Working with Difficult People
Handling the ten types of problem people without losing your mind
Meeting quotas, reducing costs, balancing budgets — whatever the objective to be reached, deceitful bosses move with a one-track mind. Reach the goal, no matter what it takes.
So begins one practical example in Working with Difficult People, by Amy Cooper Hakim and Muriel Solomon, an indispensable guide to keeping one’s sanity in dysfunctional workplaces. This second, revised edition has been updated to reflect contemporary issues including technology, generation gaps and language barriers.
Most valuable, however, is its practical, structured approach to dispensing common sense solutions to the hostile, rude, arrogant, or passive-aggressive malcontents in your workplace. The book is divided into ten types of problem people:
- hostile or angry
- pushy or presumptuous
- deceitful or underhanded
- shrewd or manipulative
- rude or abrasive
- egotistical or self-centred
- procrastinating or vacillating
- rigid or obstinate
- tight-lipped or uncommunicative
- complaining or critical
Each part of Working with Difficult People is then subdivided into three subsections: your boss, your colleagues, your subordinates. Each subsection is then further divided into describing the person’s behaviour, what they are thinking, what you in turn are thinking and a practical strategy and objective in working with that person.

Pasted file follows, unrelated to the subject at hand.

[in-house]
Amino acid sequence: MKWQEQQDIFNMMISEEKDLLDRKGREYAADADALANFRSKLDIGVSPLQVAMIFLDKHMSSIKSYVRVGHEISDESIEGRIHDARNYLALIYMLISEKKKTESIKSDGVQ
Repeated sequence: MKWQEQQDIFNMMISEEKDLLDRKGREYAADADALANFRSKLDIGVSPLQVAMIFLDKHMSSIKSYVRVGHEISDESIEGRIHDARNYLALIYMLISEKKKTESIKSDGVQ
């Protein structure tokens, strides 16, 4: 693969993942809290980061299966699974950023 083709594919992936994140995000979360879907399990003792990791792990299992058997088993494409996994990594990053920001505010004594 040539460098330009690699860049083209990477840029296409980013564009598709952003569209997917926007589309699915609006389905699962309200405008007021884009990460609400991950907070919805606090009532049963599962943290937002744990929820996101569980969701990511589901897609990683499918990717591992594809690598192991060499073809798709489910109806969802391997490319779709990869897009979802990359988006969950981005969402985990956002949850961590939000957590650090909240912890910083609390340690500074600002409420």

Working with Difficult People is truly a remarkable book. Its clarity can provide the solace through its solutions to the daily dilemmas of a stressful workplace. It can help you take control of dysfunctional situations in a practical manner instead of through avoidance, confrontation or resignation.
Better yet, it may save you from reaching for that extra glass of wine or bag of chips at night. And it may get you a good night’s sleep.
Colin Ellis is the editor-in-chief of Canadian Accountant.